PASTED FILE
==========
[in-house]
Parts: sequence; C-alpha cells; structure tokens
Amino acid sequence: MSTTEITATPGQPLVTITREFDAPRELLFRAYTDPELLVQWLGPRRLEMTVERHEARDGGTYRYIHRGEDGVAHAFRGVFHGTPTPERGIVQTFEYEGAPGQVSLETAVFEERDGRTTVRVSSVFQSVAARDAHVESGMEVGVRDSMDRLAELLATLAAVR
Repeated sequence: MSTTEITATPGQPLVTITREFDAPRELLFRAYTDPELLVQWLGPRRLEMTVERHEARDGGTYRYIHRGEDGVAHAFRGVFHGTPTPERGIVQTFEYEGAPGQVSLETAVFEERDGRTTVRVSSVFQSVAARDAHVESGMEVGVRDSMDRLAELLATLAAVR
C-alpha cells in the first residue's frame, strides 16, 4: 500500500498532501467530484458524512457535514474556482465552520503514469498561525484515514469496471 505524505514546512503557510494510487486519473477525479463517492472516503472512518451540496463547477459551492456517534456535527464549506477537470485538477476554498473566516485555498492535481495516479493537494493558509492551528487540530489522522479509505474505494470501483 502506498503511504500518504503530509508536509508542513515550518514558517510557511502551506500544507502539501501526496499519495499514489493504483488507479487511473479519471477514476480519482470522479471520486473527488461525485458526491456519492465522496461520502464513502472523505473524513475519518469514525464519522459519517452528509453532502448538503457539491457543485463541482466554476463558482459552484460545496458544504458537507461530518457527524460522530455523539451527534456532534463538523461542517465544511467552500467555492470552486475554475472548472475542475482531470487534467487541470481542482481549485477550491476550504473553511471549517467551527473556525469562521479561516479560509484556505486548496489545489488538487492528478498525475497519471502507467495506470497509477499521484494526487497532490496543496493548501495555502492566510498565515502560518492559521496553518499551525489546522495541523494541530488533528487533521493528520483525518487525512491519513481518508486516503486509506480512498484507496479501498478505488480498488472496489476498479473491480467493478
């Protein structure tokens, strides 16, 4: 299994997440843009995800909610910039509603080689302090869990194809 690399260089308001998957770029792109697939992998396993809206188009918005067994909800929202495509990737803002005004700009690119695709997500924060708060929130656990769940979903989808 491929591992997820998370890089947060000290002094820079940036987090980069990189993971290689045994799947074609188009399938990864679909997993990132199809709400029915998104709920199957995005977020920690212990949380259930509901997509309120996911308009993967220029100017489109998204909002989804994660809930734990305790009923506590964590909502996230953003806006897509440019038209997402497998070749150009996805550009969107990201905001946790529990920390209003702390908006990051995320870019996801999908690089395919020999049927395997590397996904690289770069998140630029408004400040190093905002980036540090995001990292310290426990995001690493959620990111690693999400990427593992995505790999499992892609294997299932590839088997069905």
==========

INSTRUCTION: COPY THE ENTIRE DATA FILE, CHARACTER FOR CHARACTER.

[in-house]
Parts: sequence; C-alpha cells; structure tokens
Amino acid sequence: MSTTEITATPGQPLVTITREFDAPRELLFRAYTDPELLVQWLGPRRLEMTVERHEARDGGTYRYIHRGEDGVAHAFRGVFHGTPTPERGIVQTFEYEGAPGQVSLETAVFEERDGRTTVRVSSVFQSVAARDAHVESGMEVGVRDSMDRLAELLATLAAVR
Repeated sequence: MSTTEITATPGQPLVTITREFDAPRELLFRAYTDPELLVQWLGPRRLEMTVERHEARDGGTYRYIHRGEDGVAHAFRGVFHGTPTPERGIVQTFEYEGAPGQVSLETAVFEERDGRTTVRVSSVFQSVAARDAHVESGMEVGVRDSMDRLAELLATLAAVR
C-alpha cells in the first residue's frame, strides 16, 4: 500500500498532501467530484458524512457535514474556482465552520503514469498561525484515514469496471 505524505514546512503557510494510487486519473477525479463517492472516503472512518451540496463547477459551492456517534456535527464549506477537470485538477476554498473566516485555498492535481495516479493537494493558509492551528487540530489522522479509505474505494470501483 502506498503511504500518504503530509508536509508542513515550518514558517510557511502551506500544507502539501501526496499519495499514489493504483488507479487511473479519471477514476480519482470522479471520486473527488461525485458526491456519492465522496461520502464513502472523505473524513475519518469514525464519522459519517452528509453532502448538503457539491457543485463541482466554476463558482459552484460545496458544504458537507461530518457527524460522530455523539451527534456532534463538523461542517465544511467552500467555492470552486475554475472548472475542475482531470487534467487541470481542482481549485477550491476550504473553511471549517467551527473556525469562521479561516479560509484556505486548496489545489488538487492528478498525475497519471502507467495506470497509477499521484494526487497532490496543496493548501495555502492566510498565515502560518492559521496553518499551525489546522495541523494541530488533528487533521493528520483525518487525512491519513481518508486516503486509506480512498484507496479501498478505488480498488472496489476498479473491480467493478
């Protein structure tokens, strides 16, 4: 299994997440843009995800909610910039509603080689302090869990194809 690399260089308001998957770029792109697939992998396993809206188009918005067994909800929202495509990737803002005004700009690119695709997500924060708060929130656990769940979903989808 491929591992997820998370890089947060000290002094820079940036987090980069990189993971290689045994799947074609188009399938990864679909997993990132199809709400029915998104709920199957995005977020920690212990949380259930509901997509309120996911308009993967220029100017489109998204909002989804994660809930734990305790009923506590964590909502996230953003806006897509440019038209997402497998070749150009996805550009969107990201905001946790529990920390209003702390908006990051995320870019996801999908690089395919020999049927395997590397996904690289770069998140630029408004400040190093905002980036540090995001990292310290426990995001690493959620990111690693999400990427593992995505790999499992892609294997299932590839088997069905």